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Forgotten benefits of medical savings accounts

By T. Michael Regan, CPA

The Health Insurance Affordability and Accountability Act became law in 1996. At that time a much-discussed provision of the act was one that allowed certain small businesses to establish Medical Savings Accounts (MSAs) between 1997 and the year 2000.

What are the benefits of MSAs? First and most obvious is the tax deduction derived from the contribution to the savings account. Then, the funds in the account grow tax-free. Money from the account may be used to pay for a variety of qualified health services in addition to the procedures covered by standard health care policies. Eyeglasses, dental care and long-term care insurance are good examples. Unused funds are carried over from year to year. While there are limitations on the amount contributed to the plan, there is no limit on the earnings or carryover.

MSAs are portable from employer to employer. The funds can even be used to purchase interim hospitalization coverage between jobs. Finally, if the money is not all used by the time the participant reaches 65 years of age, it becomes an additional retirement account. The taxation is similar to that of an IRA and may be withdrawn without penalty.

What are MSAs? Medical Savings Accounts are tax advantaged benefit plans that combine a low-premium, high-deductible health care insurance policy with a savings account. There are limitations, of course. First, the act allowed for no more than 750,000 MSA plans nationally. Second, eligible employers must have 50 or fewer employees. Contributions to the savings account may be made by either the employee or the employer (but not both) and are excluded from the employee’s taxable earnings. Again, there are limitations. Contributions to an employee’s account cannot exceed 65 percent of the deductible for an individual’s policy or 75 percent of the deductible for a family’s policy. Further, the maximum contribution is limited to $1462.50 an individual and $3375 for family coverage.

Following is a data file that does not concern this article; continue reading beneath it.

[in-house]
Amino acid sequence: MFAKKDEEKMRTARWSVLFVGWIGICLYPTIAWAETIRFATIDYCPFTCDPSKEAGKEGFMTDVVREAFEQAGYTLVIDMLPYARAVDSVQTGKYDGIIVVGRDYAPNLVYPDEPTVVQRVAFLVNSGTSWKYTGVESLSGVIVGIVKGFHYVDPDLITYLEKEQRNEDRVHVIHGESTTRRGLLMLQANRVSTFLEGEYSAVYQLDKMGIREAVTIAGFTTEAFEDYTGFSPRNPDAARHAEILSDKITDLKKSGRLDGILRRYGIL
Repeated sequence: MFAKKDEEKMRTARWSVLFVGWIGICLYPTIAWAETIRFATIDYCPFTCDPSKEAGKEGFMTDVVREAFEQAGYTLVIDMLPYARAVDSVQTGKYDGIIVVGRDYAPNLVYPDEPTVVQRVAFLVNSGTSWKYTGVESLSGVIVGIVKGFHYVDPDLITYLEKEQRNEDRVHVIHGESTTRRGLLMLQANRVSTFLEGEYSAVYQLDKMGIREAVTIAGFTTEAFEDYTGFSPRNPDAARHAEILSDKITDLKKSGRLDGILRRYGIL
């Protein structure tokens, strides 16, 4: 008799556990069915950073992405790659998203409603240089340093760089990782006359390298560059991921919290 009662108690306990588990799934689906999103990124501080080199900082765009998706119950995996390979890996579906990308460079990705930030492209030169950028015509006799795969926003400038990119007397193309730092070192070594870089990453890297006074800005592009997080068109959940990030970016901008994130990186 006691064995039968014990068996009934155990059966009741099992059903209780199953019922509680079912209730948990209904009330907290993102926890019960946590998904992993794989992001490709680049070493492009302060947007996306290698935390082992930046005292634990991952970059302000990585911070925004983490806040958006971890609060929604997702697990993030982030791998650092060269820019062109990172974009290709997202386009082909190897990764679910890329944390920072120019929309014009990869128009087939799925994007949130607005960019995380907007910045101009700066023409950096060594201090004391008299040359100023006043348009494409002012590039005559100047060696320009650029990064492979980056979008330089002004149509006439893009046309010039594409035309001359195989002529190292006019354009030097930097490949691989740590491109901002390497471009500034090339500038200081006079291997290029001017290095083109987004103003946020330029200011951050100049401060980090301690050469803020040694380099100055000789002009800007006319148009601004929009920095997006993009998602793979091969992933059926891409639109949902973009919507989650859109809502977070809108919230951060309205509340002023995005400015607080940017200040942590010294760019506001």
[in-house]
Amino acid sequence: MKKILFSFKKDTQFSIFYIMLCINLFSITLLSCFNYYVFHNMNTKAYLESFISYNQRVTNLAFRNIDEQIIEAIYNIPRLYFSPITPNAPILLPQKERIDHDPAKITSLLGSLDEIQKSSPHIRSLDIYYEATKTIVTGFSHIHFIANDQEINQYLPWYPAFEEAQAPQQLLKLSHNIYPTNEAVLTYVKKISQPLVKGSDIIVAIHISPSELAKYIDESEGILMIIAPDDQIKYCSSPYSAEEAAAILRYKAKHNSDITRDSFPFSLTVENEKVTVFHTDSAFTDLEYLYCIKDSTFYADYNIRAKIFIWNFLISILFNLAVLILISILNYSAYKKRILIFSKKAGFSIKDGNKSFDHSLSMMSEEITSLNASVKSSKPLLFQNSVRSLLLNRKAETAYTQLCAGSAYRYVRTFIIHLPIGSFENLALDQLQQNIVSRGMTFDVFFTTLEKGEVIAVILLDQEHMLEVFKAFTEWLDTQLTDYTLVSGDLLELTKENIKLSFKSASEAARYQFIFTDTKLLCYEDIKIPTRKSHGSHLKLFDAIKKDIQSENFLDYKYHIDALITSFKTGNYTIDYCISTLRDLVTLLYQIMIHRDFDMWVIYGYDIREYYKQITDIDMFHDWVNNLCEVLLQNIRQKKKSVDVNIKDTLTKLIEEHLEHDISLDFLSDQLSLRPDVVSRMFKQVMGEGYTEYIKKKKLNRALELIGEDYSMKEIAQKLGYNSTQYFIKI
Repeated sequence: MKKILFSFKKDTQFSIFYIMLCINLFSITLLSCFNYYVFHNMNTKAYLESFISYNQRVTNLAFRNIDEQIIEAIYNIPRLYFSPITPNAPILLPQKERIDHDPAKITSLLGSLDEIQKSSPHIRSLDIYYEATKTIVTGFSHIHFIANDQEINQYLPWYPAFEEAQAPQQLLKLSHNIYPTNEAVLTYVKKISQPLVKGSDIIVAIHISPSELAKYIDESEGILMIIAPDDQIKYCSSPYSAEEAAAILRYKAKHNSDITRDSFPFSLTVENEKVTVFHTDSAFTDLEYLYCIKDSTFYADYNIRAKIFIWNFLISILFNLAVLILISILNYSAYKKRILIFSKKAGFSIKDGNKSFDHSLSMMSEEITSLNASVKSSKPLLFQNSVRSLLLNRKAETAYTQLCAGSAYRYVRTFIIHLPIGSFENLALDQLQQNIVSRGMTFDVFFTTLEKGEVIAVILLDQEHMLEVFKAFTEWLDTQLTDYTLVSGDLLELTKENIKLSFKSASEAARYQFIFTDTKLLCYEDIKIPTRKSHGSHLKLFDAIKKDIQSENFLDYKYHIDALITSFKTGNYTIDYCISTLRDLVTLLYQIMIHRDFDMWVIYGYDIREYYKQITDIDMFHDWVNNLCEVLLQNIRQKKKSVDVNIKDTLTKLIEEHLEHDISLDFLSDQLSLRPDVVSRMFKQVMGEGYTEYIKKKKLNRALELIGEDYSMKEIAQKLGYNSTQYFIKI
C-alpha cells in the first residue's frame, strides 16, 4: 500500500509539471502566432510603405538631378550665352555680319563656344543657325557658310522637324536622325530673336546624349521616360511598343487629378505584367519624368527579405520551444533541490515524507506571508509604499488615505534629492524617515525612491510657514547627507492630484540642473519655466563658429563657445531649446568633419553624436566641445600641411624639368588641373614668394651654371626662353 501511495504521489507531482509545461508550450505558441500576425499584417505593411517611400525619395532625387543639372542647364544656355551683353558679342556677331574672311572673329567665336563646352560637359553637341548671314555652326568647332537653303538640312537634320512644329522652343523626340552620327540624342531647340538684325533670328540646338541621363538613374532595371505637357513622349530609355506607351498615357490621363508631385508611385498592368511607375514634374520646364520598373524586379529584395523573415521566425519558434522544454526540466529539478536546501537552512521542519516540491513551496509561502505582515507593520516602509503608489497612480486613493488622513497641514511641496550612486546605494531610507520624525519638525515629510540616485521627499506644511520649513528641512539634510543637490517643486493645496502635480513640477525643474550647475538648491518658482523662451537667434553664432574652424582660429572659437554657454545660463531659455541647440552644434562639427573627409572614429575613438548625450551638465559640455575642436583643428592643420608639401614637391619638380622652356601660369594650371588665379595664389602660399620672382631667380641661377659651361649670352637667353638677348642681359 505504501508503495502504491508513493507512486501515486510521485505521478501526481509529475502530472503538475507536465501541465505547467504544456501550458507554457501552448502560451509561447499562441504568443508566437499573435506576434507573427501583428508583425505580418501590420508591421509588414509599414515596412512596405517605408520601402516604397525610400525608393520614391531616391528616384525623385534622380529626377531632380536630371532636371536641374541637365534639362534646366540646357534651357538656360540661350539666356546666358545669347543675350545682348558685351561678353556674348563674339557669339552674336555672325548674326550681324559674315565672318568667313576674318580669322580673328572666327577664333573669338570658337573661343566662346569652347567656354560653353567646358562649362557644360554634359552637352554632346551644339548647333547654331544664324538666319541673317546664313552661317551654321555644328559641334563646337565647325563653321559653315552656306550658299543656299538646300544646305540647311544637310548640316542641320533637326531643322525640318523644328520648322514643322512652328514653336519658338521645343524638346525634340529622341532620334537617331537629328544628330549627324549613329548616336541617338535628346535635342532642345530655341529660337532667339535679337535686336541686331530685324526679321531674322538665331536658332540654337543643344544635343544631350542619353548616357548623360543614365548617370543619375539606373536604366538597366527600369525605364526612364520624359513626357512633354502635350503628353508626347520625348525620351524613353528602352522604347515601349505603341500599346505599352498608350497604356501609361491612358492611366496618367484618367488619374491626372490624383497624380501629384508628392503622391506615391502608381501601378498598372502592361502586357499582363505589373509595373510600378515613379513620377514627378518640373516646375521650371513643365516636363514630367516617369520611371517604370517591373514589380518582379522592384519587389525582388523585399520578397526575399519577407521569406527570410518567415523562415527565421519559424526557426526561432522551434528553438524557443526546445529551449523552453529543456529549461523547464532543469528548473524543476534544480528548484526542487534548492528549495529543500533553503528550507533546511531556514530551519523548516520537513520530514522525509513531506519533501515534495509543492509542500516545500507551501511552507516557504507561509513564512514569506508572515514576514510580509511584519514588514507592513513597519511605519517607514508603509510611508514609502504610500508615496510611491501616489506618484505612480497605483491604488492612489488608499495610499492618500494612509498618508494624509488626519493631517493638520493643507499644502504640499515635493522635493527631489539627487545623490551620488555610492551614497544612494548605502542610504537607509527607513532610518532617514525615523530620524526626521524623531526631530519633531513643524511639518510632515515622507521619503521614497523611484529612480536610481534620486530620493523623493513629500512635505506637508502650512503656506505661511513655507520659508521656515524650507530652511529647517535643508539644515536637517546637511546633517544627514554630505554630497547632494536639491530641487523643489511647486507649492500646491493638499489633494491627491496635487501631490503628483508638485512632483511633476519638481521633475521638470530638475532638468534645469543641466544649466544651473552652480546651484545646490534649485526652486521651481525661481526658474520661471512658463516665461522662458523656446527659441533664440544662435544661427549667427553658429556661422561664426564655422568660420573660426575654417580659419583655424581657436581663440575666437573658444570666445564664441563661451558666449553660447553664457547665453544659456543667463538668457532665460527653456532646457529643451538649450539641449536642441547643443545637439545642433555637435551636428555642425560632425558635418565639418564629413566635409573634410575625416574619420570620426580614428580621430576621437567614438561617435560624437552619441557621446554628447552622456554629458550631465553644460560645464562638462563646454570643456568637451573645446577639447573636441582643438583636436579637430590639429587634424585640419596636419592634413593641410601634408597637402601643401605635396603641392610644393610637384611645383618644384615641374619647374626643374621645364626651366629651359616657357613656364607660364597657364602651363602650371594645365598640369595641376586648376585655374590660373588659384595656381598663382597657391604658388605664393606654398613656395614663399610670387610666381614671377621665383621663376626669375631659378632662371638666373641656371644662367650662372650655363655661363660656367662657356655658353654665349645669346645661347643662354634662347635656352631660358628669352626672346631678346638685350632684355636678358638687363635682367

Who reaps the benefits? Because physicians may be, at any given time, employers, employees and health care providers, they are in a particularly good position to benefit. As an employer, a physician should see direct savings in the form of reduced costs for hospitalization coverage. Essentially, the employer is required to purchase a qualifying policy with a high deductible, similar to catastrophic coverage. The premium reduction should more than pay for the contribution to the savings account. Further, the employer has a lower percentage of the overall benefit cost exposed to the annual inflation in premiums. Although none of us can predict how quickly premiums will rise in future years, the savings should be amplified by the passage of time.

Employees, of course, have the greatest potential return. They are afforded the freedom to choose a doctor in using the money in their savings account. They will see a reduction in their taxable income if they contribute to the MSA out of their wages. Employees who don’t spend the money, can keep it, with some restrictions. The account can be something of a safety net between jobs and an additional retirement plan if things go well. An individual may even take nonqualified withdrawals from the plan. Such withdrawals are subject to both tax and penalty, however.